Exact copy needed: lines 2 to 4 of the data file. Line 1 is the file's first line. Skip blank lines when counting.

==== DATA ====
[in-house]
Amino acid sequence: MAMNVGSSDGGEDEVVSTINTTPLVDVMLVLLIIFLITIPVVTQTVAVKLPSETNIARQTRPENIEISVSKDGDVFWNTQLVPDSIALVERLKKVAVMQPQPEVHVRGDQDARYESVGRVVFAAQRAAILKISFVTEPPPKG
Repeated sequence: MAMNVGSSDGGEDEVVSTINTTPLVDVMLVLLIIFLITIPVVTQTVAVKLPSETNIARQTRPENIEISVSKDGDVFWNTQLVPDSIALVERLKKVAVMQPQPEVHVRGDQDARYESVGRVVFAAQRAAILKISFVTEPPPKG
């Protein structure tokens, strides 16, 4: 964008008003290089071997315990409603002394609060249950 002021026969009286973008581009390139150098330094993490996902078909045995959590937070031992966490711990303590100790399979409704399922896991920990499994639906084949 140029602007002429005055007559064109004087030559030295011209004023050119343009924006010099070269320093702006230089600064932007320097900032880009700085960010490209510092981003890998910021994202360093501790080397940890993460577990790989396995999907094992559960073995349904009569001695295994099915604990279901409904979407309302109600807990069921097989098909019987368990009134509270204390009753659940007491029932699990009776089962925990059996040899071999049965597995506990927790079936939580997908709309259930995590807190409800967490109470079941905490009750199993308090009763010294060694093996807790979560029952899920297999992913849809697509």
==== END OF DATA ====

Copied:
Amino acid sequence: MAMNVGSSDGGEDEVVSTINTTPLVDVMLVLLIIFLITIPVVTQTVAVKLPSETNIARQTRPENIEISVSKDGDVFWNTQLVPDSIALVERLKKVAVMQPQPEVHVRGDQDARYESVGRVVFAAQRAAILKISFVTEPPPKG
Repeated sequence: MAMNVGSSDGGEDEVVSTINTTPLVDVMLVLLIIFLITIPVVTQTVAVKLPSETNIARQTRPENIEISVSKDGDVFWNTQLVPDSIALVERLKKVAVMQPQPEVHVRGDQDARYESVGRVVFAAQRAAILKISFVTEPPPKG
């Protein structure tokens, strides 16, 4: 964008008003290089071997315990409603002394609060249950 002021026969009286973008581009390139150098330094993490996902078909045995959590937070031992966490711990303590100790399979409704399922896991920990499994639906084949 140029602007002429005055007559064109004087030559030295011209004023050119343009924006010099070269320093702006230089600064932007320097900032880009700085960010490209510092981003890998910021994202360093501790080397940890993460577990790989396995999907094992559960073995349904009569001695295994099915604990279901409904979407309302109600807990069921097989098909019987368990009134509270204390009753659940007491029932699990009776089962925990059996040899071999049965597995506990927790079936939580997908709309259930995590807190409800967490109470079941905490009750199993308090009763010294060694093996807790979560029952899920297999992913849809697509």